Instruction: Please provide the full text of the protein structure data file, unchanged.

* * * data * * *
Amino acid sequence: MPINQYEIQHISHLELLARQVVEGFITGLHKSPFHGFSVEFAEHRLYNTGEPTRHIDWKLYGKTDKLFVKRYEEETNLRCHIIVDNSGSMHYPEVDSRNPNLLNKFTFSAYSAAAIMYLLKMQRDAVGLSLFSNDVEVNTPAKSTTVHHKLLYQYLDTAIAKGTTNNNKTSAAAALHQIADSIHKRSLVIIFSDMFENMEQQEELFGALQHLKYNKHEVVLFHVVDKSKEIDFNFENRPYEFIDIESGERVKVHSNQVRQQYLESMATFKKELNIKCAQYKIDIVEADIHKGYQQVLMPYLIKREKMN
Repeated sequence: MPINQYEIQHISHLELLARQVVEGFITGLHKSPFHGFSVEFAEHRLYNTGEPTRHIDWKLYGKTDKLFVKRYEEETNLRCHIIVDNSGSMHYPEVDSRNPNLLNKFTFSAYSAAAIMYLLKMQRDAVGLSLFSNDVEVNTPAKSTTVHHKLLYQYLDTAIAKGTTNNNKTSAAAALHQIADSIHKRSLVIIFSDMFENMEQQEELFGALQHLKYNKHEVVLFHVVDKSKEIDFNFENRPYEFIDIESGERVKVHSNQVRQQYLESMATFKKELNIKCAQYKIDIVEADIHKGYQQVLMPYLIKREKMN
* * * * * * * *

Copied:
Amino acid sequence: MPINQYEIQHISHLELLARQVVEGFITGLHKSPFHGFSVEFAEHRLYNTGEPTRHIDWKLYGKTDKLFVKRYEEETNLRCHIIVDNSGSMHYPEVDSRNPNLLNKFTFSAYSAAAIMYLLKMQRDAVGLSLFSNDVEVNTPAKSTTVHHKLLYQYLDTAIAKGTTNNNKTSAAAALHQIADSIHKRSLVIIFSDMFENMEQQEELFGALQHLKYNKHEVVLFHVVDKSKEIDFNFENRPYEFIDIESGERVKVHSNQVRQQYLESMATFKKELNIKCAQYKIDIVEADIHKGYQQVLMPYLIKREKMN
Repeated sequence: MPINQYEIQHISHLELLARQVVEGFITGLHKSPFHGFSVEFAEHRLYNTGEPTRHIDWKLYGKTDKLFVKRYEEETNLRCHIIVDNSGSMHYPEVDSRNPNLLNKFTFSAYSAAAIMYLLKMQRDAVGLSLFSNDVEVNTPAKSTTVHHKLLYQYLDTAIAKGTTNNNKTSAAAALHQIADSIHKRSLVIIFSDMFENMEQQEELFGALQHLKYNKHEVVLFHVVDKSKEIDFNFENRPYEFIDIESGERVKVHSNQVRQQYLESMATFKKELNIKCAQYKIDIVEADIHKGYQQVLMPYLIKREKMN